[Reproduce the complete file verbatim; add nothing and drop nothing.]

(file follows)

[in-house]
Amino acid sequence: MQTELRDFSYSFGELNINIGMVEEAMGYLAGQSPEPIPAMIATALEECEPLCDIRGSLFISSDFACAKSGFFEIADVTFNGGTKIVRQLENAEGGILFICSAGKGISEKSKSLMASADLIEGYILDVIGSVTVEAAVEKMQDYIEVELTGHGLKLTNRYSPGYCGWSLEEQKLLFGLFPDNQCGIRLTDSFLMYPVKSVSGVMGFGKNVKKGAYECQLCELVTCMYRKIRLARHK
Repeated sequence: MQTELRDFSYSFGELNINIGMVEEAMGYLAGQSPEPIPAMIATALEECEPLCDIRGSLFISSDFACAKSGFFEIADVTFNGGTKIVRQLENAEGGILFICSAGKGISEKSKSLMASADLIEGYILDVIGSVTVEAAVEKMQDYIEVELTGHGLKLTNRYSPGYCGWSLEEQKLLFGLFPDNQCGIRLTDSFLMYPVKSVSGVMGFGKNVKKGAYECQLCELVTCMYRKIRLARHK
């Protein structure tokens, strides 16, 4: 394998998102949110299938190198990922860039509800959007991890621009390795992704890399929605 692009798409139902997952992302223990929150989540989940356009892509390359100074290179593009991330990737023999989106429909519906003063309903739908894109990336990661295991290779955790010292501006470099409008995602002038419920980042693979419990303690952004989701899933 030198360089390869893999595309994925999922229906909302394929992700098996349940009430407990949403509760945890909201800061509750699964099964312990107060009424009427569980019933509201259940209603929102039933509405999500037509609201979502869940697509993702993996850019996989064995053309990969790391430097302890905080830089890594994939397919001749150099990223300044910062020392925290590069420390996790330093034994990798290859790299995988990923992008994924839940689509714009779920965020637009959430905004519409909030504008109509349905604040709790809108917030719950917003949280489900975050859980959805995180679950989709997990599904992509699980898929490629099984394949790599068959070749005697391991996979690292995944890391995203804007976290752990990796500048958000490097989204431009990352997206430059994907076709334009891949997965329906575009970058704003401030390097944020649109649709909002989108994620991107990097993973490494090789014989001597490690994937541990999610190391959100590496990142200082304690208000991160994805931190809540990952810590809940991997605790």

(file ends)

[in-house]
Amino acid sequence: MQTELRDFSYSFGELNINIGMVEEAMGYLAGQSPEPIPAMIATALEECEPLCDIRGSLFISSDFACAKSGFFEIADVTFNGGTKIVRQLENAEGGILFICSAGKGISEKSKSLMASADLIEGYILDVIGSVTVEAAVEKMQDYIEVELTGHGLKLTNRYSPGYCGWSLEEQKLLFGLFPDNQCGIRLTDSFLMYPVKSVSGVMGFGKNVKKGAYECQLCELVTCMYRKIRLARHK
Repeated sequence: MQTELRDFSYSFGELNINIGMVEEAMGYLAGQSPEPIPAMIATALEECEPLCDIRGSLFISSDFACAKSGFFEIADVTFNGGTKIVRQLENAEGGILFICSAGKGISEKSKSLMASADLIEGYILDVIGSVTVEAAVEKMQDYIEVELTGHGLKLTNRYSPGYCGWSLEEQKLLFGLFPDNQCGIRLTDSFLMYPVKSVSGVMGFGKNVKKGAYECQLCELVTCMYRKIRLARHK
């Protein structure tokens, strides 16, 4: 394998998102949110299938190198990922860039509800959007991890621009390795992704890399929605 692009798409139902997952992302223990929150989540989940356009892509390359100074290179593009991330990737023999989106429909519906003063309903739908894109990336990661295991290779955790010292501006470099409008995602002038419920980042693979419990303690952004989701899933 030198360089390869893999595309994925999922229906909302394929992700098996349940009430407990949403509760945890909201800061509750699964099964312990107060009424009427569980019933509201259940209603929102039933509405999500037509609201979502869940697509993702993996850019996989064995053309990969790391430097302890905080830089890594994939397919001749150099990223300044910062020392925290590069420390996790330093034994990798290859790299995988990923992008994924839940689509714009779920965020637009959430905004519409909030504008109509349905604040709790809108917030719950917003949280489900975050859980959805995180679950989709997990599904992509699980898929490629099984394949790599068959070749005697391991996979690292995944890391995203804007976290752990990796500048958000490097989204431009990352997206430059994907076709334009891949997965329906575009970058704003401030390097944020649109649709909002989108994620991107990097993973490494090789014989001597490690994937541990999610190391959100590496990142200082304690208000991160994805931190809540990952810590809940991997605790």